Gnome more, waste less
Ute Water has been a part of the Drought Response Information Project, or DRIP, since the 2002-2003 drought. One of the worst droughts in Colorado's history called for western slope water agencies and affiliates to come together to communicate a cohesive message about the current drought status and what Grand Valley residents can do to conserve water. The City of Grand Junction, Clifton Water District, CSU Extension Tri-River Area, Orchard Mesa Irrigation District, and the National Weather Service are all members of DRIP as well.
The Grand Valley has four domestic water providers that serve different areas of the valley: Town of Palisade, Clifton Water District, the City of Grand Junction, and Ute Water Conservancy District. Additionally, most Grand Valley residents benefit from dual water systems, which means that domestic water and irrigation water are provided through different systems. Dual water systems help keep consumer's costs down because irrigation water can be used for outdoor use instead of treated water. With six irrigation providers and four domestic water providers, it can be confusing on who to listen to regarding drought and water conservation, which is why DRIP is a great asset and resource for our community.
As runoff begins and we approach peak season of water usage (June, July, August), DRIP is excited to roll out the 2020 water conservation campaign, "Gnome more, waste less." The campaign features three garden gnomes as they provide helpful, easy, water conservation tips and facts that can help Grand Valley residents reduce their water usage. Each Grand Valley resident uses an average of 70 gallons of water each day.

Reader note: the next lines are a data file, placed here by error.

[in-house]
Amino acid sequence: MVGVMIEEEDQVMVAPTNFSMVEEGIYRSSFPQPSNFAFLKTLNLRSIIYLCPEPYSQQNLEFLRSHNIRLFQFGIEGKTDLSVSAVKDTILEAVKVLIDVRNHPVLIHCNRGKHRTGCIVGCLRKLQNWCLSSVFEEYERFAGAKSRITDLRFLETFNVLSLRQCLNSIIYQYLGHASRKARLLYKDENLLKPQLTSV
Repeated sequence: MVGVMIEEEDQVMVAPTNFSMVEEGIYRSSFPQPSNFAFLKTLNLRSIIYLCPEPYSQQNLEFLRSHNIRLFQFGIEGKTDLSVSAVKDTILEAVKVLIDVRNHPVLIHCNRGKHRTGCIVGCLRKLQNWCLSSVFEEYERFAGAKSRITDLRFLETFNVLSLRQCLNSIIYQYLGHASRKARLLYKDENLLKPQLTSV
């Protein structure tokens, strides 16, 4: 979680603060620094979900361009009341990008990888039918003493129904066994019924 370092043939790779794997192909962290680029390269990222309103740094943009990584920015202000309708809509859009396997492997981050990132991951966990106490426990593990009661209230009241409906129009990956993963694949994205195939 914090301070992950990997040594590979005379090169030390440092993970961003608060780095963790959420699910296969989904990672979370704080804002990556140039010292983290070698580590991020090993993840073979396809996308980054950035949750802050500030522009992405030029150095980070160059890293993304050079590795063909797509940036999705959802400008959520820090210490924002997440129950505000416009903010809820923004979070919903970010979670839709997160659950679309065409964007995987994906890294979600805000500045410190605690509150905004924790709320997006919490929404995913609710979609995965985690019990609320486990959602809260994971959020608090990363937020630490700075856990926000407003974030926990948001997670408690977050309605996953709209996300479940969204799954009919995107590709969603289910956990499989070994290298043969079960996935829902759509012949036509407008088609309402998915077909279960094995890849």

"The gnomes help provide a positive tone and image to an important message that all generations should be involved and invested in, and that's water conservation," says Andrea Lopez, External Affairs Manager for Ute Water Conservancy District. "Water conservation is similar to losing weight. It takes time, good habits, and a new developed lifestyle that anyone can be successful at. The decisions we make today in our water consumption will impact future generation's water supply."
Traditional advertising, such as billboards and bus wraps will be placed across the Grand Valley this summer. Customers may even see some conservation tips on the tailgates of Ute Water and Clifton Water's trucks as they respond to leaks, perform locates, and work around town. As more folks spend more time on social media, a strong social media campaign will also be utilized. DRIP Tips from experts from DRIP will also be featured on DRIP's website, Facebook and Instagram (@grandvalleydrip).
"Our website, dripinfo.com, is the best place to start learning about water conservation," says Lopez. "We have a page dedicated to resources that any consumer can utilize to improve their landscape or home fixtures that helps practice water conservation at the same time. Our friends at CSU Extension Tri-River Area have provided information that's specific to the semi-arid climate here in the Grand Valley, so the information we provide is tailored to our local climate."
DRIP also hosts annual educational events, such as HOA Workshops, rain barrel workshops, and information at farmer's markets. However, COVID-19 has impacted those annual events and the committee hopes to resume the events next year.
For more information on water conservation and how you can be a part of the movement, visit dripinfo.com and follow drip on Facebook and Instagram (@grandvalleydrip). Remember, the more you "gnome" the less you waste!